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BACKGROUND:The management of recurrent pleural effusions remains a challenging issue for clinicians. Advances in management have led to increased use of indwelling tunneled pleural catheters (IPC) due to their effectiveness and ease of outpatient placement. However, with the increase in IPC placement there have also been increasing reports of complications, including infections. Currently there is minimal guidance in IPC related management issues after placement. RESEARCH QUESTION:Our objective was to formulate clinical consensus statements related to perioperative and long-term IPC catheter management based on a modified Delphi process from experts in pleural disease management. STUDY DESIGN:and Methods: Expert panel members utilized a modified Delphi process to reach consensus on common perioperative and long-term management options related to IPC use. Members were identified from multiple countries, specialties, and practice settings. A series of meetings and anonymous online surveys were completed. Responses were utilized to formulate consensus statements among panel experts using a modified Delphi process. Consensus was defined a priori as greater than 80% agreement among panel constituents. RESULTS:A total of twenty-five physicians participated in this project. The following topics were addressed during the process: definition of an IPC infection, management of IPC related infectious complications, interventions to prevent IPC infections, IPC related obstruction/malfunction management, assessment of IPC removal, and instructions regarding IPC management by patients and caregivers. Strong consensus was obtained on thirty-six statements. No consensus was obtained on twenty-nine statements. INTERPRETATION:The management of recurrent pleural disease with IPC remains complex and challenging. This statement offers statements for care in numerous areas related to indwelling tunneled pleural catheter management based on expert consensus, as well as identifying areas that lack consensus. Further studies related to long-term management of IPC are warranted.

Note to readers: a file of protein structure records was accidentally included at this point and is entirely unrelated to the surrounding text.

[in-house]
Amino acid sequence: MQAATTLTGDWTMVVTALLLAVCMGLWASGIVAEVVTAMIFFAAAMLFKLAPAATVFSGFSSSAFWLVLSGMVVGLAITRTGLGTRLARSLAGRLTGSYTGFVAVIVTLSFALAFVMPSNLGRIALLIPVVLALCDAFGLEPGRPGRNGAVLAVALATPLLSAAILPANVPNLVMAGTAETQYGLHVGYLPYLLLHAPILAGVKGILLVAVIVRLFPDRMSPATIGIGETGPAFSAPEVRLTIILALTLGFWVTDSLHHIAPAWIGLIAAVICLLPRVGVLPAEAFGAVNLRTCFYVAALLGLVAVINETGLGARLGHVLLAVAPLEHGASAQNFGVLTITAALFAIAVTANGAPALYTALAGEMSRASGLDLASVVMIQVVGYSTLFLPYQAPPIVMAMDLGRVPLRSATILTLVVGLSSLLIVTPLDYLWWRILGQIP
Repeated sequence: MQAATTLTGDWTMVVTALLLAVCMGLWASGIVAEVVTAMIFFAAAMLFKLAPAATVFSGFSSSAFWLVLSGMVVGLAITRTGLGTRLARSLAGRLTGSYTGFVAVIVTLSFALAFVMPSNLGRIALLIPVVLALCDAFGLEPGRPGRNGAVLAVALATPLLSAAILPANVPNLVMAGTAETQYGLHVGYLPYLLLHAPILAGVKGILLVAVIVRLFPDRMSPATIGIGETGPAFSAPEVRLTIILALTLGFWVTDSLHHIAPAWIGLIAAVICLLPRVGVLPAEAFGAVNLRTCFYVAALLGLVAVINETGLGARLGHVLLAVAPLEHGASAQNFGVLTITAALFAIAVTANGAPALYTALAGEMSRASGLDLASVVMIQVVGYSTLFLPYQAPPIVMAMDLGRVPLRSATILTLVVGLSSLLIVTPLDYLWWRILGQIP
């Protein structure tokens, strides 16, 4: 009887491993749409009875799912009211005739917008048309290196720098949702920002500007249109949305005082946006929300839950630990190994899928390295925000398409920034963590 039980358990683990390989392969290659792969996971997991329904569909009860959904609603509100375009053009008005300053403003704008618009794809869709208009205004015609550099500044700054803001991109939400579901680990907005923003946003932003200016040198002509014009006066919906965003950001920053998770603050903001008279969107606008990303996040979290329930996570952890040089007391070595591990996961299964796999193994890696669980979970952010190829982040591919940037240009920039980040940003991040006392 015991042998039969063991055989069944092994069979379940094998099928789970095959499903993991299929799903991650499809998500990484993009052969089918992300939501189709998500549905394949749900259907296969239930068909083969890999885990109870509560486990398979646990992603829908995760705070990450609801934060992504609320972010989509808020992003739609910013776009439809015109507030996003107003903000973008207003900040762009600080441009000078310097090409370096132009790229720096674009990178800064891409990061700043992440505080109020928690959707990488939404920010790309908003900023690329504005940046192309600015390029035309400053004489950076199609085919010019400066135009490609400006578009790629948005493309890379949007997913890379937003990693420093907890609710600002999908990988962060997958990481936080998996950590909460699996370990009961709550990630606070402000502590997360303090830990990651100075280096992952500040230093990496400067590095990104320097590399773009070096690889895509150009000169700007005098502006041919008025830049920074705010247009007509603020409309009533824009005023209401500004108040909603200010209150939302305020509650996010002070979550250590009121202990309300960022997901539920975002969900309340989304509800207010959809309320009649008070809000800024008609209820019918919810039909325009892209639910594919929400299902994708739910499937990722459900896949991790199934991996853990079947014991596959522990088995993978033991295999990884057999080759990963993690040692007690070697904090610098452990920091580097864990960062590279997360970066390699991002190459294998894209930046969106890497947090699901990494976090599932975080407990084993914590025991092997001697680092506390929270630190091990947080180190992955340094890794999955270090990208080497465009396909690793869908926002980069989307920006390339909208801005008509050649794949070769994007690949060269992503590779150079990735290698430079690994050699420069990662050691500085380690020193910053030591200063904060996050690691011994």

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Thoracic Surgery and Interventional Pulmonology, Swedish Cancer Institute, Seattle, Washington, USA. Electronic address: